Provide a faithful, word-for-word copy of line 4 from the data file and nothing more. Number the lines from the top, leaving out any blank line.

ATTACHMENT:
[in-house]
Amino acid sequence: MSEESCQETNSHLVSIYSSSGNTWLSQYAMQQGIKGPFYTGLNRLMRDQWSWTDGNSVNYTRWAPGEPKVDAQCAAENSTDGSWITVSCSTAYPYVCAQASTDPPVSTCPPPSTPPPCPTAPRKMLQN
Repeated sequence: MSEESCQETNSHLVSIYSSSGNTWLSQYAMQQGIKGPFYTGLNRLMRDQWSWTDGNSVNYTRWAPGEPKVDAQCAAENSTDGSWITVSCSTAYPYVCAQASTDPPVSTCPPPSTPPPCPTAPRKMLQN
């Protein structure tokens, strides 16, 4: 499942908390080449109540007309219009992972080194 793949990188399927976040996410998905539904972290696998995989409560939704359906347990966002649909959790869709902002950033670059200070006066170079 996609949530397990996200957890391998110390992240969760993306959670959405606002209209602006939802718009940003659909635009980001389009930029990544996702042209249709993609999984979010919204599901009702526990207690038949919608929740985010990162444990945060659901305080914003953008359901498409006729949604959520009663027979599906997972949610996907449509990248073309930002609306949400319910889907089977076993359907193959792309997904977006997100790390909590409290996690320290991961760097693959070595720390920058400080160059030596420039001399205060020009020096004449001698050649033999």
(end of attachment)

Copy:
């Protein structure tokens, strides 16, 4: 499942908390080449109540007309219009992972080194 793949990188399927976040996410998905539904972290696998995989409560939704359906347990966002649909959790869709902002950033670059200070006066170079 996609949530397990996200957890391998110390992240969760993306959670959405606002209209602006939802718009940003659909635009980001389009930029990544996702042209249709993609999984979010919204599901009702526990207690038949919608929740985010990162444990945060659901305080914003953008359901498409006729949604959520009663027979599906997972949610996907449509990248073309930002609306949400319910889907089977076993359907193959792309997904977006997100790390909590409290996690320290991961760097693959070595720390920058400080160059030596420039001399205060020009020096004449001698050649033999």